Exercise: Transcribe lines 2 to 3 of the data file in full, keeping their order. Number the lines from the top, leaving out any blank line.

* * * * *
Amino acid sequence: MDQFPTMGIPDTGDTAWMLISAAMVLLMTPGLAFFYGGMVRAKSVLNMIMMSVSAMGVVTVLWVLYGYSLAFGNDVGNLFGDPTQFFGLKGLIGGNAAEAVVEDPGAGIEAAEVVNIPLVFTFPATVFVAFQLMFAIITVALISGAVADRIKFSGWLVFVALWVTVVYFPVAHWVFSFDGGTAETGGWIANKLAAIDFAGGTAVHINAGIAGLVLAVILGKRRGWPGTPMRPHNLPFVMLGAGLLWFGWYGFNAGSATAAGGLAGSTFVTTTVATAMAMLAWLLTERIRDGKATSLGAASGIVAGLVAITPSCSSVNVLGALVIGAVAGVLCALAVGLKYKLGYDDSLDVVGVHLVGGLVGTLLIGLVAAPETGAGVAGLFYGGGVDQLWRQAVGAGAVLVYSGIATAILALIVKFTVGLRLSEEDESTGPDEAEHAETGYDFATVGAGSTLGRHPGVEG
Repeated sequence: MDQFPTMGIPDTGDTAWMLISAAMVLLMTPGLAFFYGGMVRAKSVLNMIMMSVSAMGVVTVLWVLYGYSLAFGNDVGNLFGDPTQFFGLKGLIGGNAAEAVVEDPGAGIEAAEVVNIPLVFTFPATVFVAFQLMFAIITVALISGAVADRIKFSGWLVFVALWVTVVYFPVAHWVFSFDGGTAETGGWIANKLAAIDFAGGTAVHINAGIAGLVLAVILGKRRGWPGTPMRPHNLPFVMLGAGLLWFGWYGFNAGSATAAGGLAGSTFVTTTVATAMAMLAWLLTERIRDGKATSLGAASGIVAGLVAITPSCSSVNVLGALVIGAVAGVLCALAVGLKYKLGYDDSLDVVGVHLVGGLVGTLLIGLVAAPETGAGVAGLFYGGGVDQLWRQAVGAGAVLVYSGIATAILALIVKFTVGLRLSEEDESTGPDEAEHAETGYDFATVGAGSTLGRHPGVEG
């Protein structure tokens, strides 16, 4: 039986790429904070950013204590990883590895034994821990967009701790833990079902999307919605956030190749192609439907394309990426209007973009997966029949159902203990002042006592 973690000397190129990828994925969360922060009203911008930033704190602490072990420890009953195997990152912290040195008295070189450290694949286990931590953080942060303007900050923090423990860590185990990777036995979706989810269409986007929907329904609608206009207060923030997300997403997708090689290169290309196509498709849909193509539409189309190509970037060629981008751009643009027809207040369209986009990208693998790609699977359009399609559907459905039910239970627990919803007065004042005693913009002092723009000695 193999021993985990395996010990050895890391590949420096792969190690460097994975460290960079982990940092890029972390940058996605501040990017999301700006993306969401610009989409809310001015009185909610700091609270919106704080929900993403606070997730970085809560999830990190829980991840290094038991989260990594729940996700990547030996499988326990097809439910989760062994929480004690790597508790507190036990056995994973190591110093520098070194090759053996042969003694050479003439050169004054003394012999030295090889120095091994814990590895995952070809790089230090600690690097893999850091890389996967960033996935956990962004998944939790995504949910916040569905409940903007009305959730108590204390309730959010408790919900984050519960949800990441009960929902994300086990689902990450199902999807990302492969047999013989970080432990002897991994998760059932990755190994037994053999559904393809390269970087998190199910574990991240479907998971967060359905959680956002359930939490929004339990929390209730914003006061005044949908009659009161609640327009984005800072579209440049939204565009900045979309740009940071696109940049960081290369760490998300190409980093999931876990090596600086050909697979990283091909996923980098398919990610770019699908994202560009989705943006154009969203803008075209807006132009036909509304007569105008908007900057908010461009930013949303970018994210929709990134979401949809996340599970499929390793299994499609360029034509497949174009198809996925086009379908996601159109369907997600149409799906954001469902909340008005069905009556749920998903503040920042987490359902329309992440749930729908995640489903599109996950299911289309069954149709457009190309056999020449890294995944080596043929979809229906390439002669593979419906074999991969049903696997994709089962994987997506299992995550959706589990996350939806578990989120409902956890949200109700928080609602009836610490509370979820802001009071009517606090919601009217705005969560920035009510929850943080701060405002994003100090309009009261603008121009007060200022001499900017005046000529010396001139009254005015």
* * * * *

Repeated sequence: MDQFPTMGIPDTGDTAWMLISAAMVLLMTPGLAFFYGGMVRAKSVLNMIMMSVSAMGVVTVLWVLYGYSLAFGNDVGNLFGDPTQFFGLKGLIGGNAAEAVVEDPGAGIEAAEVVNIPLVFTFPATVFVAFQLMFAIITVALISGAVADRIKFSGWLVFVALWVTVVYFPVAHWVFSFDGGTAETGGWIANKLAAIDFAGGTAVHINAGIAGLVLAVILGKRRGWPGTPMRPHNLPFVMLGAGLLWFGWYGFNAGSATAAGGLAGSTFVTTTVATAMAMLAWLLTERIRDGKATSLGAASGIVAGLVAITPSCSSVNVLGALVIGAVAGVLCALAVGLKYKLGYDDSLDVVGVHLVGGLVGTLLIGLVAAPETGAGVAGLFYGGGVDQLWRQAVGAGAVLVYSGIATAILALIVKFTVGLRLSEEDESTGPDEAEHAETGYDFATVGAGSTLGRHPGVEG
């Protein structure tokens, strides 16, 4: 039986790429904070950013204590990883590895034994821990967009701790833990079902999307919605956030190749192609439907394309990426209007973009997966029949159902203990002042006592 973690000397190129990828994925969360922060009203911008930033704190602490072990420890009953195997990152912290040195008295070189450290694949286990931590953080942060303007900050923090423990860590185990990777036995979706989810269409986007929907329904609608206009207060923030997300997403997708090689290169290309196509498709849909193509539409189309190509970037060629981008751009643009027809207040369209986009990208693998790609699977359009399609559907459905039910239970627990919803007065004042005693913009002092723009000695 193999021993985990395996010990050895890391590949420096792969190690460097994975460290960079982990940092890029972390940058996605501040990017999301700006993306969401610009989409809310001015009185909610700091609270919106704080929900993403606070997730970085809560999830990190829980991840290094038991989260990594729940996700990547030996499988326990097809439910989760062994929480004690790597508790507190036990056995994973190591110093520098070194090759053996042969003694050479003439050169004054003394012999030295090889120095091994814990590895995952070809790089230090600690690097893999850091890389996967960033996935956990962004998944939790995504949910916040569905409940903007009305959730108590204390309730959010408790919900984050519960949800990441009960929902994300086990689902990450199902999807990302492969047999013989970080432990002897991994998760059932990755190994037994053999559904393809390269970087998190199910574990991240479907998971967060359905959680956002359930939490929004339990929390209730914003006061005044949908009659009161609640327009984005800072579209440049939204565009900045979309740009940071696109940049960081290369760490998300190409980093999931876990090596600086050909697979990283091909996923980098398919990610770019699908994202560009989705943006154009969203803008075209807006132009036909509304007569105008908007900057908010461009930013949303970018994210929709990134979401949809996340599970499929390793299994499609360029034509497949174009198809996925086009379908996601159109369907997600149409799906954001469902909340008005069905009556749920998903503040920042987490359902329309992440749930729908995640489903599109996950299911289309069954149709457009190309056999020449890294995944080596043929979809229906390439002669593979419906074999991969049903696997994709089962994987997506299992995550959706589990996350939806578990989120409902956890949200109700928080609602009836610490509370979820802001009071009517606090919601009217705005969560920035009510929850943080701060405002994003100090309009009261603008121009007060200022001499900017005046000529010396001139009254005015």